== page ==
The recovery of beavers may have beneficial consequences for amphibians because beaver dams can create the unique habitats that amphibians need.
That finding was reported by four WSU Vancouver scientists in a paper published in the journal Freshwater Biology. The research took place in the Gifford Pinchot National Forest of the Cascade Range, where the researchers identified 49 study sites either with or without beaver dams. The researchers found the beaver-dammed sites were 2.7 times higher in amphibian species richness than the undammed sites.
Certain types of amphibians, particularly those that develop more slowly, such as red-legged frogs and northwestern salamanders, were detected almost exclusively in dammed sites.
“Beaver-dammed wetlands support more of the amphibian species that need a long time to develop in water as larvae before they are able to live on land as adults,” said Jonah Piovia-Scott, assistant professor in the School of Biological Sciences and one of the authors of the article.
Beavers, once abundant in the Pacific Northwest, were hunted nearly to extinction in the 19th century. But, in an effort to improve wildlife habitat and mitigate the effects of climate extremes, some land managers are relocating beavers into places they occupied in the past, and beavers’ numbers are slowly recovering, which is also benefiting amphibians, according to the study.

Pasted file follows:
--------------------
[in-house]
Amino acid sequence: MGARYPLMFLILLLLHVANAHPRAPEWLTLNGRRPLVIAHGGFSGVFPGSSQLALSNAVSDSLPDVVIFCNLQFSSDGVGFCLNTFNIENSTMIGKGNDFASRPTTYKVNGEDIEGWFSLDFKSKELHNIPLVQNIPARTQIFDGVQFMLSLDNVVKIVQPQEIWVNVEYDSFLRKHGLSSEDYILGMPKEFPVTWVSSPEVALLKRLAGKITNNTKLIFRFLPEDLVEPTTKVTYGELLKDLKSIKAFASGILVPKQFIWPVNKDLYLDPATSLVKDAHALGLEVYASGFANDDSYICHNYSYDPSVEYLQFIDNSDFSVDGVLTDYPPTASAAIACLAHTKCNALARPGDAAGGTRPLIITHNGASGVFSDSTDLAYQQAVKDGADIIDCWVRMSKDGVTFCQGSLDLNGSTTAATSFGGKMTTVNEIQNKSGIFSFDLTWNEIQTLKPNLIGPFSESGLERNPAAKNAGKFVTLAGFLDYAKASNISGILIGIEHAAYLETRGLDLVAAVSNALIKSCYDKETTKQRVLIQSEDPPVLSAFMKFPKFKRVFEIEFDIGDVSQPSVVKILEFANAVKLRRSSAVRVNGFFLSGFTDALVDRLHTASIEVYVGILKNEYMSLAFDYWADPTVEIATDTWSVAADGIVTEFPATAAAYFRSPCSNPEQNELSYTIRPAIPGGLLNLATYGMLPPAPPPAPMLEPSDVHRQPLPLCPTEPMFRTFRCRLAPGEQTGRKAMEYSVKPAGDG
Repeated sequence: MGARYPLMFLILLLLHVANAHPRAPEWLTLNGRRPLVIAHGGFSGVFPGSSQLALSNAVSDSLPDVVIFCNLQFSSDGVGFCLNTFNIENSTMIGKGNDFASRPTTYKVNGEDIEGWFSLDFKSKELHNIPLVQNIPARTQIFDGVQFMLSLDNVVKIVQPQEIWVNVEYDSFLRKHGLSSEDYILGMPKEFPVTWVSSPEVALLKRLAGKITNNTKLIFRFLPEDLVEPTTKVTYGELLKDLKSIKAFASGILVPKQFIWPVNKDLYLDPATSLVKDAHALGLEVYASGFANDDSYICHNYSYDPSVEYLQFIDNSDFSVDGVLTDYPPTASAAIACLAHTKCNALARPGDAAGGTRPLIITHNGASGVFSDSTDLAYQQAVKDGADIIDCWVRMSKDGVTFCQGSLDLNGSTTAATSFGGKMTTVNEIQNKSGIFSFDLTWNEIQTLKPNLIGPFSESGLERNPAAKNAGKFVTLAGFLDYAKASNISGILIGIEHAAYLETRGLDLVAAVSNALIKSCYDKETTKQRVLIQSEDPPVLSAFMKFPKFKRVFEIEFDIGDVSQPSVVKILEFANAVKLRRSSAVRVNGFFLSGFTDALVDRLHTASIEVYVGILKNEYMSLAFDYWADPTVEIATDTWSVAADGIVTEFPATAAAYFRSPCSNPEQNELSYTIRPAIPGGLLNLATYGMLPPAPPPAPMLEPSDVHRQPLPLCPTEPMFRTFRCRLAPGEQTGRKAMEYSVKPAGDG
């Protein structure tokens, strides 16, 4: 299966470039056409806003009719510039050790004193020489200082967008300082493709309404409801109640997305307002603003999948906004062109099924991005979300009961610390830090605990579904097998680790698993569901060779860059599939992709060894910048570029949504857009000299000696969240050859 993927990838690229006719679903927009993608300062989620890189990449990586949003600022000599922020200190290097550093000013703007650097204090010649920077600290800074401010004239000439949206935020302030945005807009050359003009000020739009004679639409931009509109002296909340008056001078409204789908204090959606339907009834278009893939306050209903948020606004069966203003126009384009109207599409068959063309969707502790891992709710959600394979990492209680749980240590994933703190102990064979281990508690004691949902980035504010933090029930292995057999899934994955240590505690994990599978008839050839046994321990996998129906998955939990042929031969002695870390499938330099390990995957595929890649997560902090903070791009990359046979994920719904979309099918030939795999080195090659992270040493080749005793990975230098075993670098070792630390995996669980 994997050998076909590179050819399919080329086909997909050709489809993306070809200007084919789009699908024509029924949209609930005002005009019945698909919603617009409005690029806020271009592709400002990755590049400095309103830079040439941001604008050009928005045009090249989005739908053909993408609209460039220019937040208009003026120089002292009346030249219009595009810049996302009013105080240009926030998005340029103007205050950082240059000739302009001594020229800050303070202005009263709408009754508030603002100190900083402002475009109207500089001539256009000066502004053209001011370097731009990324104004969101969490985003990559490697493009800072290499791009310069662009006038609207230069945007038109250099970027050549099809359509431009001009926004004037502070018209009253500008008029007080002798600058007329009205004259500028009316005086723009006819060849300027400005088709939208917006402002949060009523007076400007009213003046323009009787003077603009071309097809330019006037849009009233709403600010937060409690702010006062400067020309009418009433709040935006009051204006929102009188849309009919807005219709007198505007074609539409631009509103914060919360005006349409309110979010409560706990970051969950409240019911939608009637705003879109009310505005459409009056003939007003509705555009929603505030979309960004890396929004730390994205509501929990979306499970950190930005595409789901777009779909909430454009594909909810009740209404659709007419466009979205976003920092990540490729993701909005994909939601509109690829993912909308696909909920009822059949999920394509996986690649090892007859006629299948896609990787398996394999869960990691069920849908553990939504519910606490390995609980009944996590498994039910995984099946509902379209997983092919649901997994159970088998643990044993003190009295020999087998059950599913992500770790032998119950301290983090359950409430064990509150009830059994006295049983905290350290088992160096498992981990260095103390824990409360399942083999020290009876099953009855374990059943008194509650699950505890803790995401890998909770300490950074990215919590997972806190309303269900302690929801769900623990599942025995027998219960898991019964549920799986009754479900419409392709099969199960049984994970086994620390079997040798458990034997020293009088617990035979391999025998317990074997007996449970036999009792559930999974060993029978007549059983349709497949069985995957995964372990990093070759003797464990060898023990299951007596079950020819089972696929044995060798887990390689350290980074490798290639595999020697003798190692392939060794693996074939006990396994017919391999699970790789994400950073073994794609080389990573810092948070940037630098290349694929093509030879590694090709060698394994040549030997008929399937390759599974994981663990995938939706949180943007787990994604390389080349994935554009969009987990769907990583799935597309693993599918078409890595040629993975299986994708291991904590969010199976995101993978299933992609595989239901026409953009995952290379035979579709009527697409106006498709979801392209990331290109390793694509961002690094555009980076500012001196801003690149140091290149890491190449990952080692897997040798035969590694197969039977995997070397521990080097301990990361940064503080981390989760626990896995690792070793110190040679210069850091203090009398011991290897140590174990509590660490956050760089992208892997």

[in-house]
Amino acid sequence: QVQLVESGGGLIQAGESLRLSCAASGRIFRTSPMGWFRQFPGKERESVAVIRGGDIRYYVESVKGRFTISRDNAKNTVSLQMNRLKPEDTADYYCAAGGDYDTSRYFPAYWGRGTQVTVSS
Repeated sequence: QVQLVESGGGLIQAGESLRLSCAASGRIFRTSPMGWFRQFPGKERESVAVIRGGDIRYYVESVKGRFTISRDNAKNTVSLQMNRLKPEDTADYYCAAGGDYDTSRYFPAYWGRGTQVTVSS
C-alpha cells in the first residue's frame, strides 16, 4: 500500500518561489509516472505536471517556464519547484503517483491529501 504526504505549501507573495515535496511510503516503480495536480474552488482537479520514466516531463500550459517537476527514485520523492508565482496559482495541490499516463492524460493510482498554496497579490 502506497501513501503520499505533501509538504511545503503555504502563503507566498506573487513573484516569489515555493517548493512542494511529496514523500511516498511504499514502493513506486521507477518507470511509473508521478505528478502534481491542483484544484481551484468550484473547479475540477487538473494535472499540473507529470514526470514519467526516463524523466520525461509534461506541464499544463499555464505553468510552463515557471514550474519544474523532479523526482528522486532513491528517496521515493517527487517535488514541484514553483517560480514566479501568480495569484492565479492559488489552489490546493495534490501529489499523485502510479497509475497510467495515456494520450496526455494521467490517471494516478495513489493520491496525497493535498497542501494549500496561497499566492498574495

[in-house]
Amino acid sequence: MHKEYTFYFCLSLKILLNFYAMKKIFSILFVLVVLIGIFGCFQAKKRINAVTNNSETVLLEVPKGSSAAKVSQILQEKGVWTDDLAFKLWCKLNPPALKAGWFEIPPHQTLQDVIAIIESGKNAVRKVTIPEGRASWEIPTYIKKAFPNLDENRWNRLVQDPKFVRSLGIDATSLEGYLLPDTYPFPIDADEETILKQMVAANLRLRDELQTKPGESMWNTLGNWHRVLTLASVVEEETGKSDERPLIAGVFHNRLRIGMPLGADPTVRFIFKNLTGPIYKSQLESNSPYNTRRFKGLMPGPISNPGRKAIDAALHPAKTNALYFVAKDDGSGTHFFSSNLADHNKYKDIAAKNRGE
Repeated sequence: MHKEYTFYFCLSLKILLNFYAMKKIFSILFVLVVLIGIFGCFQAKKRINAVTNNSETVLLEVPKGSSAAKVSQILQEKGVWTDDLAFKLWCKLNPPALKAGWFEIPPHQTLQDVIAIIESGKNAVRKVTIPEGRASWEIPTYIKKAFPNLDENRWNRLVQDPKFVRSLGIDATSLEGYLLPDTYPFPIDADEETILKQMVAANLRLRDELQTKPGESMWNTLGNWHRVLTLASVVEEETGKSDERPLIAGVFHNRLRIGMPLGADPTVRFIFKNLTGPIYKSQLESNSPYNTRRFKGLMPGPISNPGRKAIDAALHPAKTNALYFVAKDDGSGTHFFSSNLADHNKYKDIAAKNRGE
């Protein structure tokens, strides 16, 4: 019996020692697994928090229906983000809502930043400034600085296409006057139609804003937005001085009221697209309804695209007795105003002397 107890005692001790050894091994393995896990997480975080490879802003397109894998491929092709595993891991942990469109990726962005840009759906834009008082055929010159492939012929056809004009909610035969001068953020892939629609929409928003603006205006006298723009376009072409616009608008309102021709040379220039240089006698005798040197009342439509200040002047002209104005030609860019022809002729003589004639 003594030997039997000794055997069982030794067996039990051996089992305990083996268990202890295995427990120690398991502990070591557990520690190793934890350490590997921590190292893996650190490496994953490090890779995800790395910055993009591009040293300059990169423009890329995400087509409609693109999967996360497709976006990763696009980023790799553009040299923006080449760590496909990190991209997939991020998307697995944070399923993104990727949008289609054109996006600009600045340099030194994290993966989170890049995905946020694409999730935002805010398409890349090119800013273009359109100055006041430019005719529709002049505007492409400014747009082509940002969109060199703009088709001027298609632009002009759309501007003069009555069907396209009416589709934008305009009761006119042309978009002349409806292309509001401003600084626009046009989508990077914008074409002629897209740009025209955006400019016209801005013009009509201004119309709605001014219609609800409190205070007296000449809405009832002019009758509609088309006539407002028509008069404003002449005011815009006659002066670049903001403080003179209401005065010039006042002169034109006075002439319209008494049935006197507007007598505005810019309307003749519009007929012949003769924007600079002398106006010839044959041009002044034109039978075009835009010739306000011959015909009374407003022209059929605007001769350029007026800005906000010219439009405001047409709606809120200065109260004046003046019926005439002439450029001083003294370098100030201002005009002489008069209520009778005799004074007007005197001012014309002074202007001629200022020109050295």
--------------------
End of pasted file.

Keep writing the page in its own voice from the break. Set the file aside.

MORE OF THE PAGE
Red-legged frogs and northwestern salamanders are also the species most threatened by climate change, which is projected to bring drier summer conditions to streams and wetlands in the Cascade Range. By expanding existing ponds and increasing the time before they dry up, beaver dams are allowing such species more time to reproduce and develop.
“Beavers may be a key component of ecological resilience to climate change in these ecosystems,” Piovia-Scott said.
In addition to Piovia-Scott, the authors of the study are Kevan Moffett, assistant professor in the School of the Environment; John Romansic, former postdoctoral scholar in the School of Biological Sciences; and Nicolette Nelson, former graduate student in the School of Biological Sciences.